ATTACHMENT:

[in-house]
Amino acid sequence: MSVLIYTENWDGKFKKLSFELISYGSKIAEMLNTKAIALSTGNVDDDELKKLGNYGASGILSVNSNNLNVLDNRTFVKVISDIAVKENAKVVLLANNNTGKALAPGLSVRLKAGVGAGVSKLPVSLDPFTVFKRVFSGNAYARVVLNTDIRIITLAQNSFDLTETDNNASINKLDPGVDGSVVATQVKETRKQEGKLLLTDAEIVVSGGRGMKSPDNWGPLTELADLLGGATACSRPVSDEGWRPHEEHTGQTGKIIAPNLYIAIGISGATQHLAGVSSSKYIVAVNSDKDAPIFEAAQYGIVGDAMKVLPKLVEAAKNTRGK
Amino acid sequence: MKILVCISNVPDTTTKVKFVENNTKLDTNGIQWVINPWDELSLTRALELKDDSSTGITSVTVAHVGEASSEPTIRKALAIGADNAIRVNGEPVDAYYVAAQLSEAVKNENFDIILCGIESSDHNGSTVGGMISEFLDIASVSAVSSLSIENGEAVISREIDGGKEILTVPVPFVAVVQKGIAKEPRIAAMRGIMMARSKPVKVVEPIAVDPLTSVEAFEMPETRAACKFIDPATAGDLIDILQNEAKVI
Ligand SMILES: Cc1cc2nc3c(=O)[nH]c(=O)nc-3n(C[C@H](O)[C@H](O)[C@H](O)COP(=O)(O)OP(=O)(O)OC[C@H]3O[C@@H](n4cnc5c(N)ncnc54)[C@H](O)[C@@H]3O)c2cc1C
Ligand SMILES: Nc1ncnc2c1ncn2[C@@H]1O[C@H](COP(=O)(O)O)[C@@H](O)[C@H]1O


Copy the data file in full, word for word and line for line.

[in-house]
Amino acid sequence: MSVLIYTENWDGKFKKLSFELISYGSKIAEMLNTKAIALSTGNVDDDELKKLGNYGASGILSVNSNNLNVLDNRTFVKVISDIAVKENAKVVLLANNNTGKALAPGLSVRLKAGVGAGVSKLPVSLDPFTVFKRVFSGNAYARVVLNTDIRIITLAQNSFDLTETDNNASINKLDPGVDGSVVATQVKETRKQEGKLLLTDAEIVVSGGRGMKSPDNWGPLTELADLLGGATACSRPVSDEGWRPHEEHTGQTGKIIAPNLYIAIGISGATQHLAGVSSSKYIVAVNSDKDAPIFEAAQYGIVGDAMKVLPKLVEAAKNTRGK
Amino acid sequence: MKILVCISNVPDTTTKVKFVENNTKLDTNGIQWVINPWDELSLTRALELKDDSSTGITSVTVAHVGEASSEPTIRKALAIGADNAIRVNGEPVDAYYVAAQLSEAVKNENFDIILCGIESSDHNGSTVGGMISEFLDIASVSAVSSLSIENGEAVISREIDGGKEILTVPVPFVAVVQKGIAKEPRIAAMRGIMMARSKPVKVVEPIAVDPLTSVEAFEMPETRAACKFIDPATAGDLIDILQNEAKVI
Ligand SMILES: Cc1cc2nc3c(=O)[nH]c(=O)nc-3n(C[C@H](O)[C@H](O)[C@H](O)COP(=O)(O)OP(=O)(O)OC[C@H]3O[C@@H](n4cnc5c(N)ncnc54)[C@H](O)[C@@H]3O)c2cc1C
Ligand SMILES: Nc1ncnc2c1ncn2[C@@H]1O[C@H](COP(=O)(O)O)[C@@H](O)[C@H]1O